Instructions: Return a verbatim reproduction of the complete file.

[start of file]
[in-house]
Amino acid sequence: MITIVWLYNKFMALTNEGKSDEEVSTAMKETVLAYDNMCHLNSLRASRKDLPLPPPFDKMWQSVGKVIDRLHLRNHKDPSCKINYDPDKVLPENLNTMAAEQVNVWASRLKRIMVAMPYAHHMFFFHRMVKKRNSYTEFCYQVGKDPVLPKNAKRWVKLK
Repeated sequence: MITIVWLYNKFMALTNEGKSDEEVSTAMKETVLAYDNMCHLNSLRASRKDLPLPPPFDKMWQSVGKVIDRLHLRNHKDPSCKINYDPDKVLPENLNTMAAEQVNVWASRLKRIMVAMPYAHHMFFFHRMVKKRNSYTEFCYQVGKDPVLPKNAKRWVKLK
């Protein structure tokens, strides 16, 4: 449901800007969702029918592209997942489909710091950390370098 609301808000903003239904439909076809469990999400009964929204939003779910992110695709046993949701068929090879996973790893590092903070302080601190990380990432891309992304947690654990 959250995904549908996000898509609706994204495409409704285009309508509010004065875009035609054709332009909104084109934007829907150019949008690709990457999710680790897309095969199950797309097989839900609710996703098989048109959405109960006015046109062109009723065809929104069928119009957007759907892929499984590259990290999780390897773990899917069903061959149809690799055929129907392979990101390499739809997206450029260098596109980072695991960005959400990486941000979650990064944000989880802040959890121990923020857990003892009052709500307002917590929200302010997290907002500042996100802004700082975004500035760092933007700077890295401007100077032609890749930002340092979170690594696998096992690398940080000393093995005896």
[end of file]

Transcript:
[in-house]
Amino acid sequence: MITIVWLYNKFMALTNEGKSDEEVSTAMKETVLAYDNMCHLNSLRASRKDLPLPPPFDKMWQSVGKVIDRLHLRNHKDPSCKINYDPDKVLPENLNTMAAEQVNVWASRLKRIMVAMPYAHHMFFFHRMVKKRNSYTEFCYQVGKDPVLPKNAKRWVKLK
Repeated sequence: MITIVWLYNKFMALTNEGKSDEEVSTAMKETVLAYDNMCHLNSLRASRKDLPLPPPFDKMWQSVGKVIDRLHLRNHKDPSCKINYDPDKVLPENLNTMAAEQVNVWASRLKRIMVAMPYAHHMFFFHRMVKKRNSYTEFCYQVGKDPVLPKNAKRWVKLK
């Protein structure tokens, strides 16, 4: 449901800007969702029918592209997942489909710091950390370098 609301808000903003239904439909076809469990999400009964929204939003779910992110695709046993949701068929090879996973790893590092903070302080601190990380990432891309992304947690654990 959250995904549908996000898509609706994204495409409704285009309508509010004065875009035609054709332009909104084109934007829907150019949008690709990457999710680790897309095969199950797309097989839900609710996703098989048109959405109960006015046109062109009723065809929104069928119009957007759907892929499984590259990290999780390897773990899917069903061959149809690799055929129907392979990101390499739809997206450029260098596109980072695991960005959400990486941000979650990064944000989880802040959890121990923020857990003892009052709500307002917590929200302010997290907002500042996100802004700082975004500035760092933007700077890295401007100077032609890749930002340092979170690594696998096992690398940080000393093995005896």